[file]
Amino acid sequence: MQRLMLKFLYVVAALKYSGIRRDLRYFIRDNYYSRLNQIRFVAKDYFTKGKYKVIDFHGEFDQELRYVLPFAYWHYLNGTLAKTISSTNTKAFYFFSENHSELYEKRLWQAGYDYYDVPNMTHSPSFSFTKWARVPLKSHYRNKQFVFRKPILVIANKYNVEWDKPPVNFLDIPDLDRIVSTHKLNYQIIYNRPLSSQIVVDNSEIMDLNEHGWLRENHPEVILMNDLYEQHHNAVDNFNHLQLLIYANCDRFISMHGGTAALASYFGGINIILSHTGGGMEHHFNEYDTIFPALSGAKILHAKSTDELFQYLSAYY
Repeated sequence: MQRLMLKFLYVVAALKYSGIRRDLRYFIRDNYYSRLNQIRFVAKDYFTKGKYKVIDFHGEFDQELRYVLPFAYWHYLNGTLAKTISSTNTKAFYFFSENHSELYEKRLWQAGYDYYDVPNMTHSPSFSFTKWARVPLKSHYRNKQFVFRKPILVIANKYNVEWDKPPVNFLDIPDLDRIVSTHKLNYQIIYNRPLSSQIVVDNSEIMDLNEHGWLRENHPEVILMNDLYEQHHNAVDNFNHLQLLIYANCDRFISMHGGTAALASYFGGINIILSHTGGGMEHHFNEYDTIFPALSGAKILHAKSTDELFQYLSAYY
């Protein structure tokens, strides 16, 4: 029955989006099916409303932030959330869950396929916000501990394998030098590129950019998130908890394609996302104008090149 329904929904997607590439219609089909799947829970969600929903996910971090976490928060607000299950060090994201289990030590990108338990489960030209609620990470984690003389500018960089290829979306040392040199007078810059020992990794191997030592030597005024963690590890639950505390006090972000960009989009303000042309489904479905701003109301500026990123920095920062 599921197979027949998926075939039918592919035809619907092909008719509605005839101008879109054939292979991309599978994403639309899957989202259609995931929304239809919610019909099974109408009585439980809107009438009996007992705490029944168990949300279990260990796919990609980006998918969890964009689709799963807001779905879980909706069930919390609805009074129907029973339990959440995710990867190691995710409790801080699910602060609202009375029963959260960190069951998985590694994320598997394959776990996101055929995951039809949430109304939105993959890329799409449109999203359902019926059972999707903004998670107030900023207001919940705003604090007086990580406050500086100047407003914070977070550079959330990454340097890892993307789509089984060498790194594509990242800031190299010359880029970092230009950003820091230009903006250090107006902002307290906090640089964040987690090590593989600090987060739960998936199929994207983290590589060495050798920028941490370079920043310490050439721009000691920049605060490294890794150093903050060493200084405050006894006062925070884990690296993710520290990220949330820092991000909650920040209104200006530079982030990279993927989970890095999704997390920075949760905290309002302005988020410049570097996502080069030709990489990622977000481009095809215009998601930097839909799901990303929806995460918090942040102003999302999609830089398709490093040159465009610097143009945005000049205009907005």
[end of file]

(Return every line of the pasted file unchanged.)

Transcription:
Amino acid sequence: MQRLMLKFLYVVAALKYSGIRRDLRYFIRDNYYSRLNQIRFVAKDYFTKGKYKVIDFHGEFDQELRYVLPFAYWHYLNGTLAKTISSTNTKAFYFFSENHSELYEKRLWQAGYDYYDVPNMTHSPSFSFTKWARVPLKSHYRNKQFVFRKPILVIANKYNVEWDKPPVNFLDIPDLDRIVSTHKLNYQIIYNRPLSSQIVVDNSEIMDLNEHGWLRENHPEVILMNDLYEQHHNAVDNFNHLQLLIYANCDRFISMHGGTAALASYFGGINIILSHTGGGMEHHFNEYDTIFPALSGAKILHAKSTDELFQYLSAYY
Repeated sequence: MQRLMLKFLYVVAALKYSGIRRDLRYFIRDNYYSRLNQIRFVAKDYFTKGKYKVIDFHGEFDQELRYVLPFAYWHYLNGTLAKTISSTNTKAFYFFSENHSELYEKRLWQAGYDYYDVPNMTHSPSFSFTKWARVPLKSHYRNKQFVFRKPILVIANKYNVEWDKPPVNFLDIPDLDRIVSTHKLNYQIIYNRPLSSQIVVDNSEIMDLNEHGWLRENHPEVILMNDLYEQHHNAVDNFNHLQLLIYANCDRFISMHGGTAALASYFGGINIILSHTGGGMEHHFNEYDTIFPALSGAKILHAKSTDELFQYLSAYY
């Protein structure tokens, strides 16, 4: 029955989006099916409303932030959330869950396929916000501990394998030098590129950019998130908890394609996302104008090149 329904929904997607590439219609089909799947829970969600929903996910971090976490928060607000299950060090994201289990030590990108338990489960030209609620990470984690003389500018960089290829979306040392040199007078810059020992990794191997030592030597005024963690590890639950505390006090972000960009989009303000042309489904479905701003109301500026990123920095920062 599921197979027949998926075939039918592919035809619907092909008719509605005839101008879109054939292979991309599978994403639309899957989202259609995931929304239809919610019909099974109408009585439980809107009438009996007992705490029944168990949300279990260990796919990609980006998918969890964009689709799963807001779905879980909706069930919390609805009074129907029973339990959440995710990867190691995710409790801080699910602060609202009375029963959260960190069951998985590694994320598997394959776990996101055929995951039809949430109304939105993959890329799409449109999203359902019926059972999707903004998670107030900023207001919940705003604090007086990580406050500086100047407003914070977070550079959330990454340097890892993307789509089984060498790194594509990242800031190299010359880029970092230009950003820091230009903006250090107006902002307290906090640089964040987690090590593989600090987060739960998936199929994207983290590589060495050798920028941490370079920043310490050439721009000691920049605060490294890794150093903050060493200084405050006894006062925070884990690296993710520290990220949330820092991000909650920040209104200006530079982030990279993927989970890095999704997390920075949760905290309002302005988020410049570097996502080069030709990489990622977000481009095809215009998601930097839909799901990303929806995460918090942040102003999302999609830089398709490093040159465009610097143009945005000049205009907005």